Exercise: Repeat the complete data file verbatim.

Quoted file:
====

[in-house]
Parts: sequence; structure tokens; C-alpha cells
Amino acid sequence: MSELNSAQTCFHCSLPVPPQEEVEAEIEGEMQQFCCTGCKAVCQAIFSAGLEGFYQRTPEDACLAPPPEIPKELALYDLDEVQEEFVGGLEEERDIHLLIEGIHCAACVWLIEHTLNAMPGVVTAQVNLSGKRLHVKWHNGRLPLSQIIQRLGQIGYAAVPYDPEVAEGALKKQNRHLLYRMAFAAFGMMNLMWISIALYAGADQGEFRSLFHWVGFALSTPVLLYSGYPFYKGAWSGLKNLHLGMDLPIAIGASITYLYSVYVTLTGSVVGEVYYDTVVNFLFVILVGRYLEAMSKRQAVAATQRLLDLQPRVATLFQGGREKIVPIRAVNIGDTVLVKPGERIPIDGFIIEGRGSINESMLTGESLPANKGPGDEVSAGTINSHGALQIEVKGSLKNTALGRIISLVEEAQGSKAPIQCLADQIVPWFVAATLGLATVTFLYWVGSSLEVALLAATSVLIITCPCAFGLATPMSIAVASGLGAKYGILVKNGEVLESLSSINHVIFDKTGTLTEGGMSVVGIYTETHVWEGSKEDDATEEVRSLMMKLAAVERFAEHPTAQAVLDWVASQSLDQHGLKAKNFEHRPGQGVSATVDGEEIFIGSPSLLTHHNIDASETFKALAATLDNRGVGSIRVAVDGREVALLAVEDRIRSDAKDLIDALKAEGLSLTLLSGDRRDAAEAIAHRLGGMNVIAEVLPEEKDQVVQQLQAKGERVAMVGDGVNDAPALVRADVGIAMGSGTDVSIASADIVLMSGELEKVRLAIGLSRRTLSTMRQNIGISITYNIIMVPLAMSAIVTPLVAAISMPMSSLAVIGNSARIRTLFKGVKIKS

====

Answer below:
[in-house]
Parts: sequence; structure tokens; C-alpha cells
Amino acid sequence: MSELNSAQTCFHCSLPVPPQEEVEAEIEGEMQQFCCTGCKAVCQAIFSAGLEGFYQRTPEDACLAPPPEIPKELALYDLDEVQEEFVGGLEEERDIHLLIEGIHCAACVWLIEHTLNAMPGVVTAQVNLSGKRLHVKWHNGRLPLSQIIQRLGQIGYAAVPYDPEVAEGALKKQNRHLLYRMAFAAFGMMNLMWISIALYAGADQGEFRSLFHWVGFALSTPVLLYSGYPFYKGAWSGLKNLHLGMDLPIAIGASITYLYSVYVTLTGSVVGEVYYDTVVNFLFVILVGRYLEAMSKRQAVAATQRLLDLQPRVATLFQGGREKIVPIRAVNIGDTVLVKPGERIPIDGFIIEGRGSINESMLTGESLPANKGPGDEVSAGTINSHGALQIEVKGSLKNTALGRIISLVEEAQGSKAPIQCLADQIVPWFVAATLGLATVTFLYWVGSSLEVALLAATSVLIITCPCAFGLATPMSIAVASGLGAKYGILVKNGEVLESLSSINHVIFDKTGTLTEGGMSVVGIYTETHVWEGSKEDDATEEVRSLMMKLAAVERFAEHPTAQAVLDWVASQSLDQHGLKAKNFEHRPGQGVSATVDGEEIFIGSPSLLTHHNIDASETFKALAATLDNRGVGSIRVAVDGREVALLAVEDRIRSDAKDLIDALKAEGLSLTLLSGDRRDAAEAIAHRLGGMNVIAEVLPEEKDQVVQQLQAKGERVAMVGDGVNDAPALVRADVGIAMGSGTDVSIASADIVLMSGELEKVRLAIGLSRRTLSTMRQNIGISITYNIIMVPLAMSAIVTPLVAAISMPMSSLAVIGNSARIRTLFKGVKIKS